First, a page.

Raindance 2019: ‘By The Name Of Tania’ Reveals The Tragic Story Of Young Girls Forced Into Prostitution In Peru

Inspired by real-life accounts, By The Name Of Tania follows the story of a young woman in Peru who is forced into sex work when her attempts to escape the stifling limitations of village life go wrong.

Directors Bénédicte Liénard and Mary Jiménez join us on Close-up Culture to shed more light on the film ahead of its UK premiere at the Raindance Film Festival in London (20 and 21 September). For ticket info

Q: ‘By The Name Of Tania’ brings to light the story of Peruvian girls who are forced into prostitution every day in the gold mining regions of Peru. Can you tell us more about this horrifying situation and the type of young women who are dragged into it?

A: There are several myths in this part of the world that tell the story of attractive young girls. Men come looking for these girls in the rainforest region where we shot.

They are good merchandise for the brothels since they are pretty and poor. They are taken in by fake propositions of work and are tricked into following pimps to far away places. They end up being prostitutes near one of the gold mines or petroleum sites in Peru, where there are only men and prostitutes.

Q: The film is based on real testimonies. Where did you encounter these testimonies? And how did you set about crafting a story around them?

A: We were looking to understand how the trafficking of women worked and we met a policeman whose life has been devoted to rescuing these girls. He had an enormous amount of materials and many stories. He gave us many testimonies of the girls he had saved. When we read them we were so touched that the necessity of making a film to tell their stories emerged.

Our aim was to shed light on the trafficking routine. How it worked and the process used to produce a slave. We decided to make one story out of the many. We organised the testimonies in that way, taking what seemed to be exemplary of every story.

‘By The Name Of Tania’

Q: Tania is played by Tanit Lidia Coquinche Cenepo. What were you looking for when casting such an emotionally heavy role?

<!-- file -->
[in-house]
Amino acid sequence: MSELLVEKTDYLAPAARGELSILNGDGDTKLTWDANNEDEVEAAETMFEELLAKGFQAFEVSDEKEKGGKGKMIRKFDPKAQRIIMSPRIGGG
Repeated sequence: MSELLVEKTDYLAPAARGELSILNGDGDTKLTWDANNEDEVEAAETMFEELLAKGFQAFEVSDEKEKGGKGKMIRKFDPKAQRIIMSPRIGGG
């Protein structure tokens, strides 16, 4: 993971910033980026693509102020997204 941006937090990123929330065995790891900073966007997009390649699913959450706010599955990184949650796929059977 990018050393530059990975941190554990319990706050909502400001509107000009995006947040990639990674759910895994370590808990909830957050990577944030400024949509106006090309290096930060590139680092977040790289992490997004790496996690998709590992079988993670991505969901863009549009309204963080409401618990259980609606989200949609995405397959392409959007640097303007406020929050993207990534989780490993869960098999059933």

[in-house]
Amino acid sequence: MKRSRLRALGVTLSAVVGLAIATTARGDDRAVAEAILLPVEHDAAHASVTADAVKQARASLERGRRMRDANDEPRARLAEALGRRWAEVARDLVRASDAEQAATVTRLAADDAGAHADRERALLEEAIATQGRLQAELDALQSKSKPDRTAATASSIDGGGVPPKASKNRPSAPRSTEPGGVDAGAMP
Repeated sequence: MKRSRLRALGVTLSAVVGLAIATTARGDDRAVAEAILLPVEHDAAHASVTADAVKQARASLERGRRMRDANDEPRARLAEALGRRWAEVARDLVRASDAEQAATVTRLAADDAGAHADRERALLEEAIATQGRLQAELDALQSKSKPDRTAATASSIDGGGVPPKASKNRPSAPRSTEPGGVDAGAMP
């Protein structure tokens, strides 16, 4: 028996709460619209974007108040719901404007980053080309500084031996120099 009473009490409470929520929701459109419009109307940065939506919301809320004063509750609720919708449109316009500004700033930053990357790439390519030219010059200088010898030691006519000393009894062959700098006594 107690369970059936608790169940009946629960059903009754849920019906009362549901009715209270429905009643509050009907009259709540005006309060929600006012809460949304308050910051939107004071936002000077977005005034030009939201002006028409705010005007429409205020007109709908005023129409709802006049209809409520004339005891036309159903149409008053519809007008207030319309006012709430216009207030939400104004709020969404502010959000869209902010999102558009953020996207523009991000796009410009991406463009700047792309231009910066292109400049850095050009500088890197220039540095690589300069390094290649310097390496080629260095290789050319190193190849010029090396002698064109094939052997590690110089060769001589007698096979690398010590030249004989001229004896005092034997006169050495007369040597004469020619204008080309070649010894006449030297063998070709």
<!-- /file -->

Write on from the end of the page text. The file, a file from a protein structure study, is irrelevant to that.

A: Tanit was pretty aware of the importance of playing Tania because of her own past. She actually chose the name Tania because it was very close to her own. Tanit knew she was representing many women and the responsibility that came with it.

We needed someone not to ‘play’ this single story but to ’embody’ it. During our different trips we had made a workshop in a home for teenagers that had suffered from sexual violence, either trafficking or other. We had met Tanit and we liked her. She had suffered and you could see the shadow of the violence through the dignity she had built to hide it.

We chose her because she would be absent-minded, leaving the present and coming back constantly. The camera also likes her – she is very photogenic.

Q: I read that the film captures the destruction of life in a capitalist world in connection with horrific natural devastation. Can you talk about these two forces and how they manifest in the film?

A: The fires in the Amazon have reminded people of the duty we all have to this wonderful part of the world, the rainforest.

For those who have been there and experienced the immense beauty, the incredible amount of life and diversity, the value of this place is obvious to them. For others it is only a place for riches. Gold mining – there is lots of gold – destroys the purity of water, throwing mercury in it and
poisoning wide areas. Petroleum companies have spills every so often. And now the fires…

We do not show any of this, but it’s there as a shadow. The capitalist world is only looking for growth, and will end up choking the life out of our planet. Our film doesn’t treat this issues directly, but gold is pretty present. The exploitation of the girls and the exploitation the miners inflict upon themselves is two faces of the same coin.

‘By The Name Of Tania’

Q: I have also read about the incredibly powerful imagery of the film. What were you looking for from cinematographer Virginie Surdej and the visual language of ‘By The Name Of Tania’?

A: A film is a teamwork. We are two directors, already a team, but the work of Virginie Surdej is as important as ours. She is so talented that any demand of a special kind of photography was answered with propositions that took this quest to the next level.

We were looking to find a dreamy style because the protagonist remembers her story. A sensorial image that would consist mainly of long planned sequences that could be used as jokers and go anywhere in the editing. We would decide day by day, with no script whatsoever of what we would shoot, without considering what will go before and what could go afterwards.

Every piece of every shot had to be self-suficient and stand on its own. We didnt do ‘scenes’, we worked with long unities of time-space. We would create a situation and Virgine would improvise.

Q: I saw a few wonderful images of the cast attending the world premiere at Berlinale. How special was that occasion?

A: Berlin was very special because we brought Tanit and Fiorela Aguila. These two girls come from very poor areas and they were in awe of this other world. A world that is not necessary better than theirs but so different.

Q: What does it mean to now be taking the film to Raindance in London?

A: Raindance is a place that reminds us of two filmakers that we love and admire, Mike Leigh and Ken Loach. We are so proud to been invited and we really hope Londonders will like our film.

You can see ‘By The Name Of Tania’ at the Raindance Film Festival in London (20 and 21 September). For ticket info

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